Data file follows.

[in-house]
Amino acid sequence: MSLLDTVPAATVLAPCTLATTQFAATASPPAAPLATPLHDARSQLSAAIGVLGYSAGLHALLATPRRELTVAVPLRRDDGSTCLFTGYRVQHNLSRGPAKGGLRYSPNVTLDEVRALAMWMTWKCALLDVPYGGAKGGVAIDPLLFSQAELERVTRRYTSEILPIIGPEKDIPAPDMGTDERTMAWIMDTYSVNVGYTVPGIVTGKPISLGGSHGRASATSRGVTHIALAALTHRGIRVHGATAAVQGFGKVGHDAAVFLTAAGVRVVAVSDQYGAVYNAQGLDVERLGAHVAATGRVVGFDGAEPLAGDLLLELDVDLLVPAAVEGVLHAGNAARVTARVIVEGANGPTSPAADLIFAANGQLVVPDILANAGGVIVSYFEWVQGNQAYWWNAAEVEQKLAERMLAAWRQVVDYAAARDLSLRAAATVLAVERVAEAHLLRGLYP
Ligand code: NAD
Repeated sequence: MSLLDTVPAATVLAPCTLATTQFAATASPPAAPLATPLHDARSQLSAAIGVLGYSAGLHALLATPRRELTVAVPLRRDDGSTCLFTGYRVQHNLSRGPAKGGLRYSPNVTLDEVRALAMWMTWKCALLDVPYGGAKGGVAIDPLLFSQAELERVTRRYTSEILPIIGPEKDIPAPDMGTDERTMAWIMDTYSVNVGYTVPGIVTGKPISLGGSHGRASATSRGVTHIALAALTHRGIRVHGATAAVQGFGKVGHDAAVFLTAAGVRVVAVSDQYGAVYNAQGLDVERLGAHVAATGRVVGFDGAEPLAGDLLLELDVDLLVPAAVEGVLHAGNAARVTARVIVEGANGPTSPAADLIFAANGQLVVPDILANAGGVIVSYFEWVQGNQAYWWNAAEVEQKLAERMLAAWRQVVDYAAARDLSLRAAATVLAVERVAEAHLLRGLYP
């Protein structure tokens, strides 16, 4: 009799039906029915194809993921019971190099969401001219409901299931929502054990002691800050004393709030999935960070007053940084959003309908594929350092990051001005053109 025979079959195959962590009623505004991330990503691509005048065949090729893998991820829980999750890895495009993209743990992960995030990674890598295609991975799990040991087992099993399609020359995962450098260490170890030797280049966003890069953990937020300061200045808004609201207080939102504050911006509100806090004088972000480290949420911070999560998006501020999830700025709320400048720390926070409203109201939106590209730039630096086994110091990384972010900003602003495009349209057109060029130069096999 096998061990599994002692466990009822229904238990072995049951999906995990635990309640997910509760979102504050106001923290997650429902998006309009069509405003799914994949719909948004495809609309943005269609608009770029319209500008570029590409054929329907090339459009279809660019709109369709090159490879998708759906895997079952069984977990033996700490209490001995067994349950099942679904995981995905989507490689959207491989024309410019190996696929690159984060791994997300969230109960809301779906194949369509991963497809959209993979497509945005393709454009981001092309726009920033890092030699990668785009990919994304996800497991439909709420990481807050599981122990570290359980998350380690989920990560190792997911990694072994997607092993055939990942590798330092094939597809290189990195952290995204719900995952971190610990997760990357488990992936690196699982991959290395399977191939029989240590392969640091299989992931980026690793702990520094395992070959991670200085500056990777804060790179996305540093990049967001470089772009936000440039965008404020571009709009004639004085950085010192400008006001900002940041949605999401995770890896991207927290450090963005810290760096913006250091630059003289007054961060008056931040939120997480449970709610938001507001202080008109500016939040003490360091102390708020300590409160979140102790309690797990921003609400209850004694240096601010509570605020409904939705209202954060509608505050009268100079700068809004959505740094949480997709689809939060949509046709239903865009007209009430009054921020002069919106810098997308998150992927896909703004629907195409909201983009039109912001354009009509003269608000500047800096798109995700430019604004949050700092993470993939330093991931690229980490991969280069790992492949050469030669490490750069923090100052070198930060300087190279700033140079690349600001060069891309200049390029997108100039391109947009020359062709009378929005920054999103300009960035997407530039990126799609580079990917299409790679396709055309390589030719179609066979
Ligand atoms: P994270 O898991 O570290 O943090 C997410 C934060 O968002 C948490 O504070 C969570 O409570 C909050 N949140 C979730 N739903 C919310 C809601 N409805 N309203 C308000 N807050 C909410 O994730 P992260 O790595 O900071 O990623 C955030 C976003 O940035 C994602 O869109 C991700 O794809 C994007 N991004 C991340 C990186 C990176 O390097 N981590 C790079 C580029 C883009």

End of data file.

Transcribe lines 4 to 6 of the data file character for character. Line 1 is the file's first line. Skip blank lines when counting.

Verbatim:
Repeated sequence: MSLLDTVPAATVLAPCTLATTQFAATASPPAAPLATPLHDARSQLSAAIGVLGYSAGLHALLATPRRELTVAVPLRRDDGSTCLFTGYRVQHNLSRGPAKGGLRYSPNVTLDEVRALAMWMTWKCALLDVPYGGAKGGVAIDPLLFSQAELERVTRRYTSEILPIIGPEKDIPAPDMGTDERTMAWIMDTYSVNVGYTVPGIVTGKPISLGGSHGRASATSRGVTHIALAALTHRGIRVHGATAAVQGFGKVGHDAAVFLTAAGVRVVAVSDQYGAVYNAQGLDVERLGAHVAATGRVVGFDGAEPLAGDLLLELDVDLLVPAAVEGVLHAGNAARVTARVIVEGANGPTSPAADLIFAANGQLVVPDILANAGGVIVSYFEWVQGNQAYWWNAAEVEQKLAERMLAAWRQVVDYAAARDLSLRAAATVLAVERVAEAHLLRGLYP
């Protein structure tokens, strides 16, 4: 009799039906029915194809993921019971190099969401001219409901299931929502054990002691800050004393709030999935960070007053940084959003309908594929350092990051001005053109 025979079959195959962590009623505004991330990503691509005048065949090729893998991820829980999750890895495009993209743990992960995030990674890598295609991975799990040991087992099993399609020359995962450098260490170890030797280049966003890069953990937020300061200045808004609201207080939102504050911006509100806090004088972000480290949420911070999560998006501020999830700025709320400048720390926070409203109201939106590209730039630096086994110091990384972010900003602003495009349209057109060029130069096999 096998061990599994002692466990009822229904238990072995049951999906995990635990309640997910509760979102504050106001923290997650429902998006309009069509405003799914994949719909948004495809609309943005269609608009770029319209500008570029590409054929329907090339459009279809660019709109369709090159490879998708759906895997079952069984977990033996700490209490001995067994349950099942679904995981995905989507490689959207491989024309410019190996696929690159984060791994997300969230109960809301779906194949369509991963497809959209993979497509945005393709454009981001092309726009920033890092030699990668785009990919994304996800497991439909709420990481807050599981122990570290359980998350380690989920990560190792997911990694072994997607092993055939990942590798330092094939597809290189990195952290995204719900995952971190610990997760990357488990992936690196699982991959290395399977191939029989240590392969640091299989992931980026690793702990520094395992070959991670200085500056990777804060790179996305540093990049967001470089772009936000440039965008404020571009709009004639004085950085010192400008006001900002940041949605999401995770890896991207927290450090963005810290760096913006250091630059003289007054961060008056931040939120997480449970709610938001507001202080008109500016939040003490360091102390708020300590409160979140102790309690797990921003609400209850004694240096601010509570605020409904939705209202954060509608505050009268100079700068809004959505740094949480997709689809939060949509046709239903865009007209009430009054921020002069919106810098997308998150992927896909703004629907195409909201983009039109912001354009009509003269608000500047800096798109995700430019604004949050700092993470993939330093991931690229980490991969280069790992492949050469030669490490750069923090100052070198930060300087190279700033140079690349600001060069891309200049390029997108100039391109947009020359062709009378929005920054999103300009960035997407530039990126799609580079990917299409790679396709055309390589030719179609066979
Ligand atoms: P994270 O898991 O570290 O943090 C997410 C934060 O968002 C948490 O504070 C969570 O409570 C909050 N949140 C979730 N739903 C919310 C809601 N409805 N309203 C308000 N807050 C909410 O994730 P992260 O790595 O900071 O990623 C955030 C976003 O940035 C994602 O869109 C991700 O794809 C994007 N991004 C991340 C990186 C990176 O390097 N981590 C790079 C580029 C883009």